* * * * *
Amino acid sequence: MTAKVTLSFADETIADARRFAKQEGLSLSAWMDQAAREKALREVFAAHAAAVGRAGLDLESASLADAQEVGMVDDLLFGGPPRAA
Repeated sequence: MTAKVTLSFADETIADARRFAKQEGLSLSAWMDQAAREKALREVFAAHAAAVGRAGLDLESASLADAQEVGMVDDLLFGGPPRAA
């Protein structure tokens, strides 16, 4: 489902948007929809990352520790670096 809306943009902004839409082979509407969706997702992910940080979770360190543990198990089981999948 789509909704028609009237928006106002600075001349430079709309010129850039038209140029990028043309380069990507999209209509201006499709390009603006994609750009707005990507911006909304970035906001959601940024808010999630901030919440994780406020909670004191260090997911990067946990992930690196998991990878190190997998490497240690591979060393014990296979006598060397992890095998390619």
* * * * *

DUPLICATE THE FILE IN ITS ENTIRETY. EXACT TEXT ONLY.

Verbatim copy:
Amino acid sequence: MTAKVTLSFADETIADARRFAKQEGLSLSAWMDQAAREKALREVFAAHAAAVGRAGLDLESASLADAQEVGMVDDLLFGGPPRAA
Repeated sequence: MTAKVTLSFADETIADARRFAKQEGLSLSAWMDQAAREKALREVFAAHAAAVGRAGLDLESASLADAQEVGMVDDLLFGGPPRAA
């Protein structure tokens, strides 16, 4: 489902948007929809990352520790670096 809306943009902004839409082979509407969706997702992910940080979770360190543990198990089981999948 789509909704028609009237928006106002600075001349430079709309010129850039038209140029990028043309380069990507999209209509201006499709390009603006994609750009707005990507911006909304970035906001959601940024808010999630901030919440994780406020909670004191260090997911990067946990992930690196998991990878190190997998490497240690591979060393014990296979006598060397992890095998390619």